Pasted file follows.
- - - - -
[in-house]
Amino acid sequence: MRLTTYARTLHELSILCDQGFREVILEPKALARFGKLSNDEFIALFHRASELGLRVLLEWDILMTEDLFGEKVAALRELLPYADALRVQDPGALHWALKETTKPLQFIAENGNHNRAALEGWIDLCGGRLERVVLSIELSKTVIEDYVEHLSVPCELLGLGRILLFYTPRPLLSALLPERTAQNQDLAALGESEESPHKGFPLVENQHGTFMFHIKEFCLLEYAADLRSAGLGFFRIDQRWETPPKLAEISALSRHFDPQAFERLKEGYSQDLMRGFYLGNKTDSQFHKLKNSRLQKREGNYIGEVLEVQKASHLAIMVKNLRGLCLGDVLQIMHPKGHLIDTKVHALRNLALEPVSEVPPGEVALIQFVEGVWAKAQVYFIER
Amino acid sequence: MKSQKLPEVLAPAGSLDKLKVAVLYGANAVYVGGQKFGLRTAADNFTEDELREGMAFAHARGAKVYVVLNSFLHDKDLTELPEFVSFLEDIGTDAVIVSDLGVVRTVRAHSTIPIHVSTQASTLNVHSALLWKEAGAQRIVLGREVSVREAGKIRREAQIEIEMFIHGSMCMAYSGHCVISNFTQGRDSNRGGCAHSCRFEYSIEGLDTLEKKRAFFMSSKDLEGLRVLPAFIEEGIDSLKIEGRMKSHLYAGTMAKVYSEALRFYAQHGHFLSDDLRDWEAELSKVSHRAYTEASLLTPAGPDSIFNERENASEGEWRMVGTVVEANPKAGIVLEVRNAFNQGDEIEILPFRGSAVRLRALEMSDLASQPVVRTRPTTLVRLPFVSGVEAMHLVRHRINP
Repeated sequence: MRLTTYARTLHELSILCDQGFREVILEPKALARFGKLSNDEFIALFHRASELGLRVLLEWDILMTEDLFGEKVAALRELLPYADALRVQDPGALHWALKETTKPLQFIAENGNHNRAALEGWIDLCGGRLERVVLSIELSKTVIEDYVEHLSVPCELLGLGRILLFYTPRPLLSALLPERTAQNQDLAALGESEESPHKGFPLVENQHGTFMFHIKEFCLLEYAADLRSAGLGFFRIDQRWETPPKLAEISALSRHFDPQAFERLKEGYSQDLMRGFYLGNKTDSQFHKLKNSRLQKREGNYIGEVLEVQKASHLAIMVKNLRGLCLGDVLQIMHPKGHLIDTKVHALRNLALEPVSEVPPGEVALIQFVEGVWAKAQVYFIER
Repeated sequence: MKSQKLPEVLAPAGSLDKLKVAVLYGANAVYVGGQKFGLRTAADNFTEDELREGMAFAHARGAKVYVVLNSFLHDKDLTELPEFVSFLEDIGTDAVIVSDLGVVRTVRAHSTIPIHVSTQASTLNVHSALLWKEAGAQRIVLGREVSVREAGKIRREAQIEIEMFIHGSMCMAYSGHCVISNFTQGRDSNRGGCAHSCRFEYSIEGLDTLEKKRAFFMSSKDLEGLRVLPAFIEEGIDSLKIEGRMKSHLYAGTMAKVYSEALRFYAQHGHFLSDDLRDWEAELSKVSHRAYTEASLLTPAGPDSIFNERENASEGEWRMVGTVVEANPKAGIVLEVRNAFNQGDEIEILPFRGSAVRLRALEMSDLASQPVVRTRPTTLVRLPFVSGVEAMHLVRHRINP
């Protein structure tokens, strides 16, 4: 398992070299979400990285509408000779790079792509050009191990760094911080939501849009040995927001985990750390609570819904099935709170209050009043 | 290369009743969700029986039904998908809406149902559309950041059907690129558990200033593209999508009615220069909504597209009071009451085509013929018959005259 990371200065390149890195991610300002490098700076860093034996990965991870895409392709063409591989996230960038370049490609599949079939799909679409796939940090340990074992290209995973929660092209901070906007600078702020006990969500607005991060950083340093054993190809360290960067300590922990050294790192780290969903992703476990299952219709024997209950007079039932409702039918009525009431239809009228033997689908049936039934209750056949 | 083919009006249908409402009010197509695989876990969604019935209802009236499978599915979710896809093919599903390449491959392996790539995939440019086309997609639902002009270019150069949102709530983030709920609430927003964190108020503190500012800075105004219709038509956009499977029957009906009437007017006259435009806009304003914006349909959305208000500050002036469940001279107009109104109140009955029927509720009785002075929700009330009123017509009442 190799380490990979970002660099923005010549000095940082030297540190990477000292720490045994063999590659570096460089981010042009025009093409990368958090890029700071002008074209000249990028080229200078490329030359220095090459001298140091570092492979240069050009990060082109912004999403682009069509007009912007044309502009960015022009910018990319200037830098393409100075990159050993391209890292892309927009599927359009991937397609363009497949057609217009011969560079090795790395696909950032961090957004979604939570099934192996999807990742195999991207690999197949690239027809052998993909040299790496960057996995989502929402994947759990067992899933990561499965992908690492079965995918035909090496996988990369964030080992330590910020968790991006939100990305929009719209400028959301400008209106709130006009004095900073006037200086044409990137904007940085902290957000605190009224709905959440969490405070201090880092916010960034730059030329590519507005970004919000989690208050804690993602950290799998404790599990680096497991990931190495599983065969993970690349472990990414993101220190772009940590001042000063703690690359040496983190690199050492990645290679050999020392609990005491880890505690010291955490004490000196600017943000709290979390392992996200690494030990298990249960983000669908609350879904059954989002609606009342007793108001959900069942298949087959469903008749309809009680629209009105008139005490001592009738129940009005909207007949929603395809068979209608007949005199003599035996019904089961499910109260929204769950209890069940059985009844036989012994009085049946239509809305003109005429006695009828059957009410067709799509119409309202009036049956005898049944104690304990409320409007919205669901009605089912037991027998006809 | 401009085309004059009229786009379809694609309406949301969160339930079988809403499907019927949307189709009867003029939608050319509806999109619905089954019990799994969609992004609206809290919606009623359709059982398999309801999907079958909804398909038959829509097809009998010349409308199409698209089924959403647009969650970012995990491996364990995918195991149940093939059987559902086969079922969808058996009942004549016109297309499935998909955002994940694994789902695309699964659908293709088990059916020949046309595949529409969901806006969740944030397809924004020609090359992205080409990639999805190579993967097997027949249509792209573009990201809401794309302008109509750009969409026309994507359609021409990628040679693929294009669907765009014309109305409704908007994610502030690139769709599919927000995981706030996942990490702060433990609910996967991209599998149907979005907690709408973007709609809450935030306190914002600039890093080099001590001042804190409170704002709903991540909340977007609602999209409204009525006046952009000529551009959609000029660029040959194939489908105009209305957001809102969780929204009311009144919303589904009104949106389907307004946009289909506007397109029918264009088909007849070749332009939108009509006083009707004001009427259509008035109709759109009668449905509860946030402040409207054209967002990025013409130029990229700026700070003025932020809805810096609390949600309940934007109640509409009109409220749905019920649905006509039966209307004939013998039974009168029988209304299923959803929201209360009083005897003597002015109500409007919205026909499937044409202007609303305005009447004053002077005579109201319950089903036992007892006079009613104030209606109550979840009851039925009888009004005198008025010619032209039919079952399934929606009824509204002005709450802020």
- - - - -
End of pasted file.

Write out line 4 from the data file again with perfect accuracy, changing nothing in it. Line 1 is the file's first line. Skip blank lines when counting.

Repeated sequence: MRLTTYARTLHELSILCDQGFREVILEPKALARFGKLSNDEFIALFHRASELGLRVLLEWDILMTEDLFGEKVAALRELLPYADALRVQDPGALHWALKETTKPLQFIAENGNHNRAALEGWIDLCGGRLERVVLSIELSKTVIEDYVEHLSVPCELLGLGRILLFYTPRPLLSALLPERTAQNQDLAALGESEESPHKGFPLVENQHGTFMFHIKEFCLLEYAADLRSAGLGFFRIDQRWETPPKLAEISALSRHFDPQAFERLKEGYSQDLMRGFYLGNKTDSQFHKLKNSRLQKREGNYIGEVLEVQKASHLAIMVKNLRGLCLGDVLQIMHPKGHLIDTKVHALRNLALEPVSEVPPGEVALIQFVEGVWAKAQVYFIER